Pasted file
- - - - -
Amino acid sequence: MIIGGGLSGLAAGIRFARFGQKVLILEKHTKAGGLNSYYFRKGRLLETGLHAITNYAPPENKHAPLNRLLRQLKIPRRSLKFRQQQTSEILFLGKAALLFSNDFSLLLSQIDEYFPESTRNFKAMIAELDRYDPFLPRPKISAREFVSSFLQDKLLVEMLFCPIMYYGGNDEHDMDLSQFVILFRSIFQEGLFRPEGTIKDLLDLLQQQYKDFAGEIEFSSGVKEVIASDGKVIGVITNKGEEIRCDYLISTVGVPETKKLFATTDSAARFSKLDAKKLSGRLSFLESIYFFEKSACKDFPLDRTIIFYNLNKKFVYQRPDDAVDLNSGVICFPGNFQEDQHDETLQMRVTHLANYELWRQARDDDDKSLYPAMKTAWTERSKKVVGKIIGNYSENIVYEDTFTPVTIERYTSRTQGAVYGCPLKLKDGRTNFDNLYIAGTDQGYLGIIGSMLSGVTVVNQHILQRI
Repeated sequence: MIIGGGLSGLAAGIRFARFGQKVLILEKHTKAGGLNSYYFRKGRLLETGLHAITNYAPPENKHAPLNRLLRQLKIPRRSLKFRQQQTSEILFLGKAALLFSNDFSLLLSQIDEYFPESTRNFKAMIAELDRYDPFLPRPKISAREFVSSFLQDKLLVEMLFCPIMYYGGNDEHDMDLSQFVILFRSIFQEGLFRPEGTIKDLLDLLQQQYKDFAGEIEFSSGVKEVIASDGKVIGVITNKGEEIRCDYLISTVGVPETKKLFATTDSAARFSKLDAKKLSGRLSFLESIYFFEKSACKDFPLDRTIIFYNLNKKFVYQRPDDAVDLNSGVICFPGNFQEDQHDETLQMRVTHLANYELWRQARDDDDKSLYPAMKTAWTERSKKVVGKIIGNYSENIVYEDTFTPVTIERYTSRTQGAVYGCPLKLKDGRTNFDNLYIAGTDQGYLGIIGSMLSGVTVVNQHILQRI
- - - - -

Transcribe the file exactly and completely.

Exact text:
Amino acid sequence: MIIGGGLSGLAAGIRFARFGQKVLILEKHTKAGGLNSYYFRKGRLLETGLHAITNYAPPENKHAPLNRLLRQLKIPRRSLKFRQQQTSEILFLGKAALLFSNDFSLLLSQIDEYFPESTRNFKAMIAELDRYDPFLPRPKISAREFVSSFLQDKLLVEMLFCPIMYYGGNDEHDMDLSQFVILFRSIFQEGLFRPEGTIKDLLDLLQQQYKDFAGEIEFSSGVKEVIASDGKVIGVITNKGEEIRCDYLISTVGVPETKKLFATTDSAARFSKLDAKKLSGRLSFLESIYFFEKSACKDFPLDRTIIFYNLNKKFVYQRPDDAVDLNSGVICFPGNFQEDQHDETLQMRVTHLANYELWRQARDDDDKSLYPAMKTAWTERSKKVVGKIIGNYSENIVYEDTFTPVTIERYTSRTQGAVYGCPLKLKDGRTNFDNLYIAGTDQGYLGIIGSMLSGVTVVNQHILQRI
Repeated sequence: MIIGGGLSGLAAGIRFARFGQKVLILEKHTKAGGLNSYYFRKGRLLETGLHAITNYAPPENKHAPLNRLLRQLKIPRRSLKFRQQQTSEILFLGKAALLFSNDFSLLLSQIDEYFPESTRNFKAMIAELDRYDPFLPRPKISAREFVSSFLQDKLLVEMLFCPIMYYGGNDEHDMDLSQFVILFRSIFQEGLFRPEGTIKDLLDLLQQQYKDFAGEIEFSSGVKEVIASDGKVIGVITNKGEEIRCDYLISTVGVPETKKLFATTDSAARFSKLDAKKLSGRLSFLESIYFFEKSACKDFPLDRTIIFYNLNKKFVYQRPDDAVDLNSGVICFPGNFQEDQHDETLQMRVTHLANYELWRQARDDDDKSLYPAMKTAWTERSKKVVGKIIGNYSENIVYEDTFTPVTIERYTSRTQGAVYGCPLKLKDGRTNFDNLYIAGTDQGYLGIIGSMLSGVTVVNQHILQRI